A pioneer of Canada’s mining and metallurgy industry, Lloyd Pidgeon is best known for the development of the process for the production of high purity magnesium. The process, which bares his name, remains to this day unrivalled in the production of the world’s highest purity magnesium metal. However, history will also remember Pidgeon for developing technology that played a significant part in the ultimate victory of the Allied Forces in 1945.

Pidgeon was born in Markham, Ontario, but lived in a number of Canadian cities where his father worked as a minister. He graduated in 1925 as gold medalist in chemistry from the University of Manitoba, and then studied at McGill University, obtaining his M.Sc. in 1927 followed by a Ph.D. in 1929.

After several years at Oxford University, Pidgeon joined the National Research Council of Canada, initially working on electrochemical problems. During this period, he developed his well known process for the production of magnesium metal of high purity, using the reaction between calcined dolomite and ferrosilicon.

Practical commercial production still had to be proved, however. At that stage, a group of prominent mining men from Toronto, R.J. Jowsey, Thayer Lindsley and W.M. Segsworth, became interested in the project and raised capital that enabled Pidgeon to establish a pilot plant. After a year and a half, all parties were convinced the method could be used commercially.

Pidgeon’s discovery led to the formation of Dominion Magnesium, which he joined in 1941 as a director of research. The plant is now owned and operated by Timminco. Because of the demand for magnesium during the Second World War, six magnesium plants were built throughout the North American continent. Magnesium was used for a variety of military efforts and was considered to be the metal of choice where strength with lightness was required, as for example, in aircraft.

In 1943, Pidgeon was appointed professor and head of the department of metallurgical engineering at the University of Toronto, a post he held until his retirement in 1969. Because of his far reaching influence and personal efforts, he built a strong graduate school in the field of metallurgy, making it one of the best departments in Canada, if not the world. He taught his students the importance of sound science and professional responsibility, and thus played an influential role in shaping Canada’s mining and metallurgy industry as we know it today.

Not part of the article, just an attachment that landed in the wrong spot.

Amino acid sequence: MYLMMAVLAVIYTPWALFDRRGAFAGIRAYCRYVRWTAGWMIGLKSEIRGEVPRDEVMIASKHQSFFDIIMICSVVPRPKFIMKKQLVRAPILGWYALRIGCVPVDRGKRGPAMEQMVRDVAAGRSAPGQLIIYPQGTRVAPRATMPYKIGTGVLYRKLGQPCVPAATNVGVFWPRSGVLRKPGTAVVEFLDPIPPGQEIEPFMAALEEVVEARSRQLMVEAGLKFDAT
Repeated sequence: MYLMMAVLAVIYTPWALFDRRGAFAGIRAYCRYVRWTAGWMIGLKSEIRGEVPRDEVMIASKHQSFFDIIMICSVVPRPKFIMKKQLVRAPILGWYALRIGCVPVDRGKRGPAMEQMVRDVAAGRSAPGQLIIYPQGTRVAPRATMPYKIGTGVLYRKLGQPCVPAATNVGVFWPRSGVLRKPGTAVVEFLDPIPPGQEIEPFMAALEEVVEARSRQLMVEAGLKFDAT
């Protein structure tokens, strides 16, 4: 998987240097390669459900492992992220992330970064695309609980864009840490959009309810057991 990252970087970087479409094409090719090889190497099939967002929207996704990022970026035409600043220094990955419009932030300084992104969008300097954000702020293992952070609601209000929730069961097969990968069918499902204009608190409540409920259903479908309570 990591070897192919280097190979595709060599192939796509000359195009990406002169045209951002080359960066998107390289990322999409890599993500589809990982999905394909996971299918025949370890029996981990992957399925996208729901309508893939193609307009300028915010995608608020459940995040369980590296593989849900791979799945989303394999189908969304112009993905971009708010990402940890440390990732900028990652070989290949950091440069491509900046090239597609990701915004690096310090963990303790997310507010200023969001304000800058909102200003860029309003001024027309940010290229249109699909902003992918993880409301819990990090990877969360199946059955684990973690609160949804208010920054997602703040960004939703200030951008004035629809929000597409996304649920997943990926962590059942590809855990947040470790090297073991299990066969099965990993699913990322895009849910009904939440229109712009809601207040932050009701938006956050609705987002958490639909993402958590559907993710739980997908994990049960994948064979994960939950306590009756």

Throughout his distinguished and varied career at the university, Pidgeon remained a consultant to Dominion Magnesium, and subsequently to Timminco. His ongoing involvement was instrumental in providing technological assistance to further refine the original magnesium process. He was also involved in developing similar metallothermic reduction technology for the production of calcium and strontium. Based on this technology, Canada remains a world leader in the production of these two alkaline earth metals, which today have important applications in the production of both ferrous and nonferrous alloys and castings. Pidgeon has received many honors for his contributions, including the Order of the British Empire in 1946. Dr. Pidgeon was also made an “Officer” of the Order of Canada in July 1996.


Since the turn of the century, the mining prospector has been a romantic figure in Canadian folklore. Justifiably so, because it has usually been the prospector who has triggered the metamorphosis of idle wilderness ground into a wealth-producing production centre providing the necessities of life for many in the mining community and opportunity on a far-reaching scale, to industrial operations across Canada.

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